September 28, 2011

The association between stress and health has been documented for decades. Stress can affect health both directly through its physiological effects and indirectly from maladaptive behaviors such as overeating or smoking. While great advances have been made in our understanding the role of stress and its deleterious effects on health, much still remains to be elucidated.

The term “stress” is used to represent a variety of concepts including: (a) an environmental situation; (b) appraisal of this situation; (c) the response to the situation or appraisal; and (d) a person’s capacity to respond to environmental situations in general. The latter three are described here while the first is referred to as a stressor.

Much of the early work on stress focused on the “fight-or-flight” reaction to stress originally described by Cannon in 1932. This work was extended by Hans Selye as a three-step process called the general adaptation syndrome (GAS). Selye speculated that people exhibited changes in response to stressors including an alarm reaction, resistance, and exhaustion. Each stage would produce both physiological and behavioral changes, so if curative measures were not taken, then both physical and psychological deterioration would occur.

Stress was speculated to help species survive under a variety of conditions. The early response to acute stress enables the organism to face the stressor by enhancing immune function and increasing blood pressure and heart rate to prepare them to meet the physical demands from the stressor, and in the longer run, make more fuel available for sustained activity. However, as seen from observations of animals in their natural habitat, the stressors are most often for a limited duration. The stress system was not designed to adequately face stressors of lingering duration, such as unemployment or unreasonable job demands. When the system is overburdened by constant or consistent stressors, there is a chronic “wear and tear” that can render the organism more vulnerable to disability and disease.

While the “fight-or-flight” response has been studies for many years, recent research has suggested that women may respond differently to stressors than men. Some researchers argue that while women do experience the “fight-or-flight” phenomena when under acute stress, another stress response that women utilize is the “tend and befriend.” “Tend and befriend” means that women under stress will nurture themselves and their children (i.e., tend) and will form alliances with others (i.e., befriend). This stress response also is associated with the survival of species in that females would need to protect their young in stressful situations.

Stress is described as one of several factors (e.g., lifestyle, sleep) that contribute to allostatic load, which was described by McEwen and Stellar in 1993. When the body is subjected to consistent and repeated strain, the body is predisposed to disease. This state is called allostatic load. Allostatic load can affect health states via three mechanisms. First it can affect the primary mediators, meaning the chemical mediators such as cortisol, norepinephrine, and the like. Alternatively, it can affect the systems that are mediated by the primary mediators, such as cellular events. Finally, allostatic load can affect health states by secondary mediators, meaning via more integrated processes such as blood pressure or metabolic profiles.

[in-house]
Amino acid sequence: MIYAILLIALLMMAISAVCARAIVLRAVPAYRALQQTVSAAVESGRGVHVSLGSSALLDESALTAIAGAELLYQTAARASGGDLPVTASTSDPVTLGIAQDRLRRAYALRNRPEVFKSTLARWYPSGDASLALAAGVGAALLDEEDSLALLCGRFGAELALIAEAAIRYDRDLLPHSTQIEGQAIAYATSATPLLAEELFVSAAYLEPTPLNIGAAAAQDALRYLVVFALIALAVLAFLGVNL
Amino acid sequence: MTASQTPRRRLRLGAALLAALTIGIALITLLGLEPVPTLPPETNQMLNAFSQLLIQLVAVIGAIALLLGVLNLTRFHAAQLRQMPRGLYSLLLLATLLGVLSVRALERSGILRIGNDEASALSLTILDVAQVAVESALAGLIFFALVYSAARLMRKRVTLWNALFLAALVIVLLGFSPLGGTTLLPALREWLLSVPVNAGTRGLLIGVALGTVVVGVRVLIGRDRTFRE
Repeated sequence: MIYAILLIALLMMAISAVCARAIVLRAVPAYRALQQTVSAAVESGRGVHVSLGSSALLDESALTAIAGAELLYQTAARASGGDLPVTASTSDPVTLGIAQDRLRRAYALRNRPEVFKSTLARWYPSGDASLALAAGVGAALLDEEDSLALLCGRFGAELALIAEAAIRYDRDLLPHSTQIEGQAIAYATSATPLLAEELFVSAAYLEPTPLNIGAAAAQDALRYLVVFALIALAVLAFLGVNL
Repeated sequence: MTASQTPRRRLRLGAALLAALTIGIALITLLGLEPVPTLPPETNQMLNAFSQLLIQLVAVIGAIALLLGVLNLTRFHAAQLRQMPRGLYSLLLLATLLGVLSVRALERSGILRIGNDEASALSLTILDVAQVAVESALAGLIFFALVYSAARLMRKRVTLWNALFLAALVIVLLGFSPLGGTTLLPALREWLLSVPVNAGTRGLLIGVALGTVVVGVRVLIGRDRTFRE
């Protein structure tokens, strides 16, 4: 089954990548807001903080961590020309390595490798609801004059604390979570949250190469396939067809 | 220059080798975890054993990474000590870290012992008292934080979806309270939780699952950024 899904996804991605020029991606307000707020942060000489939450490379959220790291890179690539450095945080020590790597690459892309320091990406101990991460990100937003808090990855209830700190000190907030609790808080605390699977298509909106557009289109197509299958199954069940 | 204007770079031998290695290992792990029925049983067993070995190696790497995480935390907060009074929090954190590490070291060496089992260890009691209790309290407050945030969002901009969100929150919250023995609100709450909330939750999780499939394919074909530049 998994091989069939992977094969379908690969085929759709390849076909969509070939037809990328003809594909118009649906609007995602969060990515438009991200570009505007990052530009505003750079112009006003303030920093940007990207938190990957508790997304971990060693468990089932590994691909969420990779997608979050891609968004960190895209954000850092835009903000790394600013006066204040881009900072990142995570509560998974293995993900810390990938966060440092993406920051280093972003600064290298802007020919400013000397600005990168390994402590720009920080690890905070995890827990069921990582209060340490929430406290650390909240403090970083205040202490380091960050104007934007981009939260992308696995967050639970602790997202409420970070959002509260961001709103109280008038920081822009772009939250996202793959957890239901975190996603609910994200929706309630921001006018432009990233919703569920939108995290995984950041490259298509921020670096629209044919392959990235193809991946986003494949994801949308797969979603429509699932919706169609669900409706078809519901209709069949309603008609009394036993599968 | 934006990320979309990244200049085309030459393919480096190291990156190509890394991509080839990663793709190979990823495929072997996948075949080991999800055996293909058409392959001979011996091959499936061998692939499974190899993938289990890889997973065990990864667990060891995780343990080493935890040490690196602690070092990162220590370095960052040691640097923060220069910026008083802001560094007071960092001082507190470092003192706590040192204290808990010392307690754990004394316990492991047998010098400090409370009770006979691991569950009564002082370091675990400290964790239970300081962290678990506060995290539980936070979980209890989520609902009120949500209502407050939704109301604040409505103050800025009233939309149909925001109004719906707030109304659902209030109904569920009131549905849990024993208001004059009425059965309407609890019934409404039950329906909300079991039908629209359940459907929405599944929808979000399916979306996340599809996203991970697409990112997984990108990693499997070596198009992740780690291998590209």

Stress has been shown to be involved in a variety of illnesses including hypertension, atherosclerosis, osteoporosis, irritable colon, and peptic ulcers. Stress has also been related to exacerbation of multiple sclerosis and hampering control of both types of diabetes. Fibromyalgia, chronic fatigue syndrome, and rheumatoid arthritis are related to processes resulting from chronic stress. Finally, it has been estimated that approximately two thirds of all visits to the family doctor are for stress-related disorders.

While stress has been associated with a number of illnesses, it is difficult to identify the precise mechanism that is responsible for disease. Animal studies of mice and primates allow for controlled studies, which have shown that inducing psychological stress results in distinct illness including atherosclerosis and hypertension. However, studies in humans are complicated by the fact that responses to stressors are variable and characteristics of the individual experiencing the stressor become important. In addition, the duration, frequency, and severity of stressors are also difficult to measure. Over the past 30 years, social scientists have grappled with these measurement and conceptual difficulties and have tried to refine measurements and theoretical frameworks to better elucidate the complicated role between stress and subsequent illness or disease.

In the 1960s and 1970s, social scientists expanded the lines of research on stress and developed ways to identify and measure potential stressors. Life event scales were developed to measure both positive and negative life events that might be considered stressful. Researchers found that those who reported high scores on the scales (meaning more stressful life events) were also more likely to experience illness compared to those with low scores. This research was extended to measuring the participant’s subjective rating of the impact of the event, rather than just whether the event happened. This meant that a given event could be perceived differently depending on the person experiencing the event. Researchers believed it was the subjective perception that was important in determining deleterious effects of stress.